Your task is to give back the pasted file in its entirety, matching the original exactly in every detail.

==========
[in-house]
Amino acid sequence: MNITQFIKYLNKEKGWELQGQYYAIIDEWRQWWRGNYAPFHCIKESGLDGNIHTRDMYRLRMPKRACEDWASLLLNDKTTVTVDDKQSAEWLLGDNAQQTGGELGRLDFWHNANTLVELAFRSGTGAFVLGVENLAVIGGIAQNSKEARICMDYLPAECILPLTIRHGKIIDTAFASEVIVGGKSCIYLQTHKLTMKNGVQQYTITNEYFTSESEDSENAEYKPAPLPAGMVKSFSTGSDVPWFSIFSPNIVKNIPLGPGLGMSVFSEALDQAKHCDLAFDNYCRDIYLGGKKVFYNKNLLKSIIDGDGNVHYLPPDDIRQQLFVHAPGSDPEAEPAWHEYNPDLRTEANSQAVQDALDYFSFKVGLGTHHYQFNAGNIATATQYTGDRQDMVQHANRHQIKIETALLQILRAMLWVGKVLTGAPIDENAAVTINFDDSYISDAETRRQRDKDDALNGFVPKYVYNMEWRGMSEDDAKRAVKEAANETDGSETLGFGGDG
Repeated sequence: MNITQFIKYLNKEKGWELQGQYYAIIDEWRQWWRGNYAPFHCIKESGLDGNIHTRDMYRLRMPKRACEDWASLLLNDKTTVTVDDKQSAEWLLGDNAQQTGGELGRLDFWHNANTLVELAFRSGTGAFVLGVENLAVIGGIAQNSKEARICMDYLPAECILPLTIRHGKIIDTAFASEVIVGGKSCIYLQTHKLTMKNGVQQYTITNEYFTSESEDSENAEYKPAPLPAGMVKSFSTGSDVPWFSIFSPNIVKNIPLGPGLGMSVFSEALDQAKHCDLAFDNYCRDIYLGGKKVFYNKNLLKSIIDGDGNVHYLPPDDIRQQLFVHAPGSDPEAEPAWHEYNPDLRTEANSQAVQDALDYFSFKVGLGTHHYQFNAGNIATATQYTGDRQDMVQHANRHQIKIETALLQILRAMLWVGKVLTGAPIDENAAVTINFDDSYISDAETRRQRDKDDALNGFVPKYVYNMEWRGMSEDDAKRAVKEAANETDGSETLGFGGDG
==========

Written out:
[in-house]
Amino acid sequence: MNITQFIKYLNKEKGWELQGQYYAIIDEWRQWWRGNYAPFHCIKESGLDGNIHTRDMYRLRMPKRACEDWASLLLNDKTTVTVDDKQSAEWLLGDNAQQTGGELGRLDFWHNANTLVELAFRSGTGAFVLGVENLAVIGGIAQNSKEARICMDYLPAECILPLTIRHGKIIDTAFASEVIVGGKSCIYLQTHKLTMKNGVQQYTITNEYFTSESEDSENAEYKPAPLPAGMVKSFSTGSDVPWFSIFSPNIVKNIPLGPGLGMSVFSEALDQAKHCDLAFDNYCRDIYLGGKKVFYNKNLLKSIIDGDGNVHYLPPDDIRQQLFVHAPGSDPEAEPAWHEYNPDLRTEANSQAVQDALDYFSFKVGLGTHHYQFNAGNIATATQYTGDRQDMVQHANRHQIKIETALLQILRAMLWVGKVLTGAPIDENAAVTINFDDSYISDAETRRQRDKDDALNGFVPKYVYNMEWRGMSEDDAKRAVKEAANETDGSETLGFGGDG
Repeated sequence: MNITQFIKYLNKEKGWELQGQYYAIIDEWRQWWRGNYAPFHCIKESGLDGNIHTRDMYRLRMPKRACEDWASLLLNDKTTVTVDDKQSAEWLLGDNAQQTGGELGRLDFWHNANTLVELAFRSGTGAFVLGVENLAVIGGIAQNSKEARICMDYLPAECILPLTIRHGKIIDTAFASEVIVGGKSCIYLQTHKLTMKNGVQQYTITNEYFTSESEDSENAEYKPAPLPAGMVKSFSTGSDVPWFSIFSPNIVKNIPLGPGLGMSVFSEALDQAKHCDLAFDNYCRDIYLGGKKVFYNKNLLKSIIDGDGNVHYLPPDDIRQQLFVHAPGSDPEAEPAWHEYNPDLRTEANSQAVQDALDYFSFKVGLGTHHYQFNAGNIATATQYTGDRQDMVQHANRHQIKIETALLQILRAMLWVGKVLTGAPIDENAAVTINFDDSYISDAETRRQRDKDDALNGFVPKYVYNMEWRGMSEDDAKRAVKEAANETDGSETLGFGGDG